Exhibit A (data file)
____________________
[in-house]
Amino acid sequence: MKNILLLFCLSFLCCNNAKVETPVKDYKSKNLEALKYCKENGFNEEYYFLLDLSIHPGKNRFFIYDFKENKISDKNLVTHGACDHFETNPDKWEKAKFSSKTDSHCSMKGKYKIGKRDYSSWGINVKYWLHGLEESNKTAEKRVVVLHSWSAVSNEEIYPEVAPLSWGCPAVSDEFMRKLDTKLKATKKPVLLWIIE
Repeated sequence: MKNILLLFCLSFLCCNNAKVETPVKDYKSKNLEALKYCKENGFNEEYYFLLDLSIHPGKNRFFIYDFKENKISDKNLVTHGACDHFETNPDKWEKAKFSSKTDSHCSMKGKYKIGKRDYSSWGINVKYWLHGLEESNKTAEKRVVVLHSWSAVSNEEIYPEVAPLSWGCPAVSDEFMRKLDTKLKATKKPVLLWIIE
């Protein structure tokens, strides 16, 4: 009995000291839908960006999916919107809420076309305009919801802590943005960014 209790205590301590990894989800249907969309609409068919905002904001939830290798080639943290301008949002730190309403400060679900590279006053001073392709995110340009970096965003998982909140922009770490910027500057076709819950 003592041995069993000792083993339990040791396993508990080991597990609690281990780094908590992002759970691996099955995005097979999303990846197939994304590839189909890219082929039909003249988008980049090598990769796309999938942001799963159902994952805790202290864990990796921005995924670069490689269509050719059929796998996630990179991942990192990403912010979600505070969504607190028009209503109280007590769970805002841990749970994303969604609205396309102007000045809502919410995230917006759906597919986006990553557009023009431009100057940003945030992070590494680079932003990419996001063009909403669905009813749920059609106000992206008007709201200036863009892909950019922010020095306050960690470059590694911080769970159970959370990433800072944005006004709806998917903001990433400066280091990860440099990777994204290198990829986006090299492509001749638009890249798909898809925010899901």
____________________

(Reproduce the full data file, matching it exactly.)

[in-house]
Amino acid sequence: MKNILLLFCLSFLCCNNAKVETPVKDYKSKNLEALKYCKENGFNEEYYFLLDLSIHPGKNRFFIYDFKENKISDKNLVTHGACDHFETNPDKWEKAKFSSKTDSHCSMKGKYKIGKRDYSSWGINVKYWLHGLEESNKTAEKRVVVLHSWSAVSNEEIYPEVAPLSWGCPAVSDEFMRKLDTKLKATKKPVLLWIIE
Repeated sequence: MKNILLLFCLSFLCCNNAKVETPVKDYKSKNLEALKYCKENGFNEEYYFLLDLSIHPGKNRFFIYDFKENKISDKNLVTHGACDHFETNPDKWEKAKFSSKTDSHCSMKGKYKIGKRDYSSWGINVKYWLHGLEESNKTAEKRVVVLHSWSAVSNEEIYPEVAPLSWGCPAVSDEFMRKLDTKLKATKKPVLLWIIE
């Protein structure tokens, strides 16, 4: 009995000291839908960006999916919107809420076309305009919801802590943005960014 209790205590301590990894989800249907969309609409068919905002904001939830290798080639943290301008949002730190309403400060679900590279006053001073392709995110340009970096965003998982909140922009770490910027500057076709819950 003592041995069993000792083993339990040791396993508990080991597990609690281990780094908590992002759970691996099955995005097979999303990846197939994304590839189909890219082929039909003249988008980049090598990769796309999938942001799963159902994952805790202290864990990796921005995924670069490689269509050719059929796998996630990179991942990192990403912010979600505070969504607190028009209503109280007590769970805002841990749970994303969604609205396309102007000045809502919410995230917006759906597919986006990553557009023009431009100057940003945030992070590494680079932003990419996001063009909403669905009813749920059609106000992206008007709201200036863009892909950019922010020095306050960690470059590694911080769970159970959370990433800072944005006004709806998917903001990433400066280091990860440099990777994204290198990829986006090299492509001749638009890249798909898809925010899901």